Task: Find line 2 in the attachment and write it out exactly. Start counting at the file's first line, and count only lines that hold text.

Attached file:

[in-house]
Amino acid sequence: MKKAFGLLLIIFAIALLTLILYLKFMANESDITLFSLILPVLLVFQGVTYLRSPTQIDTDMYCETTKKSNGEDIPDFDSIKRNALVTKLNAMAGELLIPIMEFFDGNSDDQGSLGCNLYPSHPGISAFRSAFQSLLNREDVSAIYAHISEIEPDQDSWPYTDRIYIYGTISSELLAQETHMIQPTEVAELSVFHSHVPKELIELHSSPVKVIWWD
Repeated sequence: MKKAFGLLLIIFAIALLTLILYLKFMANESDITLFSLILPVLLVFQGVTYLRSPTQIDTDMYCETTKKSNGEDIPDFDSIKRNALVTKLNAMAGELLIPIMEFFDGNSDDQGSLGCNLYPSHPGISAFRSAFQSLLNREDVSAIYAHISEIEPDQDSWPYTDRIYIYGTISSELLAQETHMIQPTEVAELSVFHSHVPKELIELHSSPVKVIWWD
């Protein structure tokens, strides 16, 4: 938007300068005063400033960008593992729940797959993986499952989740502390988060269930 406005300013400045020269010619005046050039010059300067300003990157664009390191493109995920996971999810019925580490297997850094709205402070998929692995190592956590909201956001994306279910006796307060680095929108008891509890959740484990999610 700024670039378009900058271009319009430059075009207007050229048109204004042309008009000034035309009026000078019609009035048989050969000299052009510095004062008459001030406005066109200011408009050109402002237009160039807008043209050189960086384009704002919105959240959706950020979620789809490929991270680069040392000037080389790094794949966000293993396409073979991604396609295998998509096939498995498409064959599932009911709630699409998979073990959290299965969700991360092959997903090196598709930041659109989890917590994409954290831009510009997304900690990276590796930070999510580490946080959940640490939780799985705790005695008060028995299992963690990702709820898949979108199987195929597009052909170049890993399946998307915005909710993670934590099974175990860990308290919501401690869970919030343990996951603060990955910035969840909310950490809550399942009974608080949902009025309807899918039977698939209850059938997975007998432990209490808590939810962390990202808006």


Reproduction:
Amino acid sequence: MKKAFGLLLIIFAIALLTLILYLKFMANESDITLFSLILPVLLVFQGVTYLRSPTQIDTDMYCETTKKSNGEDIPDFDSIKRNALVTKLNAMAGELLIPIMEFFDGNSDDQGSLGCNLYPSHPGISAFRSAFQSLLNREDVSAIYAHISEIEPDQDSWPYTDRIYIYGTISSELLAQETHMIQPTEVAELSVFHSHVPKELIELHSSPVKVIWWD